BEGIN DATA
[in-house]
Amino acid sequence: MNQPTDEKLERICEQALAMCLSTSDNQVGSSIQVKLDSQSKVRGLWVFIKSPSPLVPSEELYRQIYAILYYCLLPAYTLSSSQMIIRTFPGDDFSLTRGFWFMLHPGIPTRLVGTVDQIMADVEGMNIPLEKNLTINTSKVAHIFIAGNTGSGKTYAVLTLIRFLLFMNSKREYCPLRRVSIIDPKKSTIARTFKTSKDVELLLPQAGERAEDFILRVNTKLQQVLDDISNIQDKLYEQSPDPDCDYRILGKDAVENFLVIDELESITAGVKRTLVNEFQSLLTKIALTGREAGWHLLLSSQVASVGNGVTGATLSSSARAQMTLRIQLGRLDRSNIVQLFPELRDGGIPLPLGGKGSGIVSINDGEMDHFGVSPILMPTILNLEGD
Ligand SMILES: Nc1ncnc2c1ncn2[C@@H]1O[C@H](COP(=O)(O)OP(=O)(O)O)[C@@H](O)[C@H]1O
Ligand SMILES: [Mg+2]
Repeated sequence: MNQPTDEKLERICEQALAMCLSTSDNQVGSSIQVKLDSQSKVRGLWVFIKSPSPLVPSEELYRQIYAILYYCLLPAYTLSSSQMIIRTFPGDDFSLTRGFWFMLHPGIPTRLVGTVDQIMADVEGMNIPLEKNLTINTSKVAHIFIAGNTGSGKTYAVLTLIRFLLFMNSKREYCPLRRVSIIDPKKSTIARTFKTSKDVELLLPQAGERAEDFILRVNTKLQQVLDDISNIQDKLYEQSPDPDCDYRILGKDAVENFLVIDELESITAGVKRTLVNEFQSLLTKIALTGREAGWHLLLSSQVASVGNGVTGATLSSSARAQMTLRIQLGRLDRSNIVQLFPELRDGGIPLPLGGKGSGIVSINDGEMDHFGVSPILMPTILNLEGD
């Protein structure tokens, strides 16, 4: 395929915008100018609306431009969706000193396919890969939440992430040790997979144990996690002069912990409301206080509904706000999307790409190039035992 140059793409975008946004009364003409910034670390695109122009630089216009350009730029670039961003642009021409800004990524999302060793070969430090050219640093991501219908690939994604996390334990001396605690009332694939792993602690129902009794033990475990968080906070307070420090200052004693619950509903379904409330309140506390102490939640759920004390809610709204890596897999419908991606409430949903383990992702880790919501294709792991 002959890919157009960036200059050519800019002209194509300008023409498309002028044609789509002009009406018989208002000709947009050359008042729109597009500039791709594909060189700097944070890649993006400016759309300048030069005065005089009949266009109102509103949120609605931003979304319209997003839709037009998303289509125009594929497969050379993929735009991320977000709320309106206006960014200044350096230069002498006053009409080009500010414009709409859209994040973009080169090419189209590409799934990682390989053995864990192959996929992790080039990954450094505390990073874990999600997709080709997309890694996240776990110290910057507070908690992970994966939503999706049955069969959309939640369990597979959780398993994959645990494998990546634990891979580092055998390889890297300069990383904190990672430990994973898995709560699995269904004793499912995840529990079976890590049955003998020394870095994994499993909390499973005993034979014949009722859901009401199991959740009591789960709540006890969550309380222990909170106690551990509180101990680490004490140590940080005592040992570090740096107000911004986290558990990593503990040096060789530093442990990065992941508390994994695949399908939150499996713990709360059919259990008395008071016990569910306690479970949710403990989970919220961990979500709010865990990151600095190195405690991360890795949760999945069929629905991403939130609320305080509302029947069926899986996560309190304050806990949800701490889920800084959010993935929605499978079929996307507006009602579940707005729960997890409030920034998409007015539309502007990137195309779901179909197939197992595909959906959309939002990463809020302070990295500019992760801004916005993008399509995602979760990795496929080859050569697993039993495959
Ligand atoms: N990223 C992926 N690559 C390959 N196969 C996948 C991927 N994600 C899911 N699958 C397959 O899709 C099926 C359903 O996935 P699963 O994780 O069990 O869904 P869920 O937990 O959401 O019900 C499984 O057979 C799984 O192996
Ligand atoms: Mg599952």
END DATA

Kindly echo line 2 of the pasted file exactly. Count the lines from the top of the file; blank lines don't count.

Amino acid sequence: MNQPTDEKLERICEQALAMCLSTSDNQVGSSIQVKLDSQSKVRGLWVFIKSPSPLVPSEELYRQIYAILYYCLLPAYTLSSSQMIIRTFPGDDFSLTRGFWFMLHPGIPTRLVGTVDQIMADVEGMNIPLEKNLTINTSKVAHIFIAGNTGSGKTYAVLTLIRFLLFMNSKREYCPLRRVSIIDPKKSTIARTFKTSKDVELLLPQAGERAEDFILRVNTKLQQVLDDISNIQDKLYEQSPDPDCDYRILGKDAVENFLVIDELESITAGVKRTLVNEFQSLLTKIALTGREAGWHLLLSSQVASVGNGVTGATLSSSARAQMTLRIQLGRLDRSNIVQLFPELRDGGIPLPLGGKGSGIVSINDGEMDHFGVSPILMPTILNLEGD